Day 2: Introductions
Day 2 of Health Activist Writer’s Month Challenge calls for some introductions! I am Marisa, I live in NY and I have suffered from ulcerative colitis since I was 13 years old. I am a huge animal lover and have two rescue dogs that I seriously cannot look at without thinking of the quote from the Rolling Stones
“You can’t always get what you want
But if you try sometimes, well you might find
You get what you need”
Both of these girls are polar opposites, yet I truly don’t know how I would have gotten through the past two years if they weren’t in my life. I developed PTSD from all that I have been through and Holli (black) has seriously been my therapy dog since I got her -which will be two years on Saturday! Phoebe (yellow) came into my life after being fostered in North Carolina, at a time when my whole world was crashing. This little girl is so full of life, finding the joy in every butterfly. I love dogs because they represent everything I wish my life was – simple.
Eating, sleeping, playing and love is what their days are filled with. Mine, however, are a lot more complicated.
Five things I want people to know about my health condition:
1) Inflammatory bowel disease (crohns disease and ulcerative colitis) is NOT caused by stress and has nothing to do with what a person chooses to eat. Stress and certain foods can certainly aggravate the condition once a person has one of these diseases but they cannot and will not ever be the reason an individual is diagnosed with a form of IBD.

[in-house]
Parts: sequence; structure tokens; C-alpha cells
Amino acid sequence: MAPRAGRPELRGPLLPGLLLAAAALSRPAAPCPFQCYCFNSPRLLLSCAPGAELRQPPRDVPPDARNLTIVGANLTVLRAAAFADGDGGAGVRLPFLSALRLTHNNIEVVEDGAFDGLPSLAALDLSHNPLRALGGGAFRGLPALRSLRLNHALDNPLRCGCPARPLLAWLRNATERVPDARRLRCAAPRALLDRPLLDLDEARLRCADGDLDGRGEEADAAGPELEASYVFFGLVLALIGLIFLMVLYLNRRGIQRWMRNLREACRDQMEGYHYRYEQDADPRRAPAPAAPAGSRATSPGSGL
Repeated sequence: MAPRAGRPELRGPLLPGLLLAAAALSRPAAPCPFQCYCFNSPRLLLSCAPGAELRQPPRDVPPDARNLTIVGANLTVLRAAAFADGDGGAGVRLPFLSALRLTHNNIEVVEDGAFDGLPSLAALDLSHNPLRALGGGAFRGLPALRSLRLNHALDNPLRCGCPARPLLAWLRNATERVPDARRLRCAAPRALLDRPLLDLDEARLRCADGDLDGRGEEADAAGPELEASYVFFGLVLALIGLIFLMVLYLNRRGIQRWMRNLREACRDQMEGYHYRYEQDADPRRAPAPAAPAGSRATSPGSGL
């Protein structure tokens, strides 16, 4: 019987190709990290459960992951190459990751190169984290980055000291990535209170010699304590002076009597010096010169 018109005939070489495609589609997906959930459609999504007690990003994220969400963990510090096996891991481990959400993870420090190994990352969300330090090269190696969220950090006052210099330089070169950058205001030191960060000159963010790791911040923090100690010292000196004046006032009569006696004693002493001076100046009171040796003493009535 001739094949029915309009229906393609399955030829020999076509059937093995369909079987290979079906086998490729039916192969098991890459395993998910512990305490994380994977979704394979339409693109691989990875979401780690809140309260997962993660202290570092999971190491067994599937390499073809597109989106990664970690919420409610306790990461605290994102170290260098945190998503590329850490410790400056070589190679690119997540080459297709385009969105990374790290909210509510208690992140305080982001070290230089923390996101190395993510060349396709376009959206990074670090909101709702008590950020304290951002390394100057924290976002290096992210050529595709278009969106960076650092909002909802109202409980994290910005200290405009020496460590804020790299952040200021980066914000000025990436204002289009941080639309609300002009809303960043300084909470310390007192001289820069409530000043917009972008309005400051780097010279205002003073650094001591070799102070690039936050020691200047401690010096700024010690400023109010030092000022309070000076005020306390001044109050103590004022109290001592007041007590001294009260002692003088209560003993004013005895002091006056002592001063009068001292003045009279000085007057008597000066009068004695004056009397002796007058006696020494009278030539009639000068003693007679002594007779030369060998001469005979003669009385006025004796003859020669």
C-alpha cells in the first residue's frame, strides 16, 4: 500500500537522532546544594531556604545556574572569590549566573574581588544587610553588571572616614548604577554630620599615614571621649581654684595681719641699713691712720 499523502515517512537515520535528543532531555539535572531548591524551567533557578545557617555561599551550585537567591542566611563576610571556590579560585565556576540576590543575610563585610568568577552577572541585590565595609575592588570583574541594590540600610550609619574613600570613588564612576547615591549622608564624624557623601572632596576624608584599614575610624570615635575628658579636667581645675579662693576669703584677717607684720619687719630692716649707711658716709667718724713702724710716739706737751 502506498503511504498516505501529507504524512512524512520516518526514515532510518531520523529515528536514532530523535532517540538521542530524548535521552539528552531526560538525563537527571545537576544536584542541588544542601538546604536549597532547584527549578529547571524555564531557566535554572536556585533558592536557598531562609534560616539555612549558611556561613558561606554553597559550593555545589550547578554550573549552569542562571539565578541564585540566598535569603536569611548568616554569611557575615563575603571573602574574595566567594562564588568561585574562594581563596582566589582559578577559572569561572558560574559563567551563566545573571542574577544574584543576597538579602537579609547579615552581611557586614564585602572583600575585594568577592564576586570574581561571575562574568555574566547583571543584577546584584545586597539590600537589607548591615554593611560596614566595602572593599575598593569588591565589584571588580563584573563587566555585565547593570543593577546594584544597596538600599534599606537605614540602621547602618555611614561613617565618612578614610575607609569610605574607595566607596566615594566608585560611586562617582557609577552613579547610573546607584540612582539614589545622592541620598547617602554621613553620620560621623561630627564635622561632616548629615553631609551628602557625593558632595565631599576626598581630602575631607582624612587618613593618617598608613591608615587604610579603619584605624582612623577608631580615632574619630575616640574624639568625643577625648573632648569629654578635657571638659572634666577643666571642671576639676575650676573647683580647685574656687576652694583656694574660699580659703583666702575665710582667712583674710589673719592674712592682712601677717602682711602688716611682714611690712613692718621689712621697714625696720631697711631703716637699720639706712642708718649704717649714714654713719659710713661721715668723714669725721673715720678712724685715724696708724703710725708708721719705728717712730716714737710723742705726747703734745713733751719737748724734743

2) Crohns Disease and ulcerative colitis tend to be embarrassing illnesses which often makes it difficult for patients to share what their body and minds are dealing with. So when a person suffers from a form of IBD, they are not only suffering physically, they are most likely dealing with an enormous amount of emotional pain as well. IBD causes a person to lose control of their body. REALLY AND TRULY THINK ABOUT WHAT THAT IS LIKE FOR SOMEONE TO DEAL WITH.
3) The medications that are given for those of us who suffer from IBD are awful and come with devastating side effects. There is also no “one size fits all” way to treat a patient with crohns disease or ulcerative colitis making treatment extremely difficult and quite frustrating. There is a tremendous amount of trial and error, lots of decisions, an enormous amount of mental anguish and a lot of understanding that needs to come into play by the loved ones of IBD patients. People who have severe IBD often have at least one surgery in their life. Surgery is life altering. It is messy. It is extremely painful. It isn’t an easy decision, and often times these happen on an emergency basis. Patients wake up without any warning with permanent ostomies! Imagine that.
4) IBS (irritable bowel syndrome) and IBD (inflammatory bowel disorder) are NOT the same thing and are not even in the same world.
5) IBD causes other issues aside from ones that are related to the bathroom or a person’s digestive track. It is an auto immune disease so once a person has one, they become more susceptible to developing other illnesses.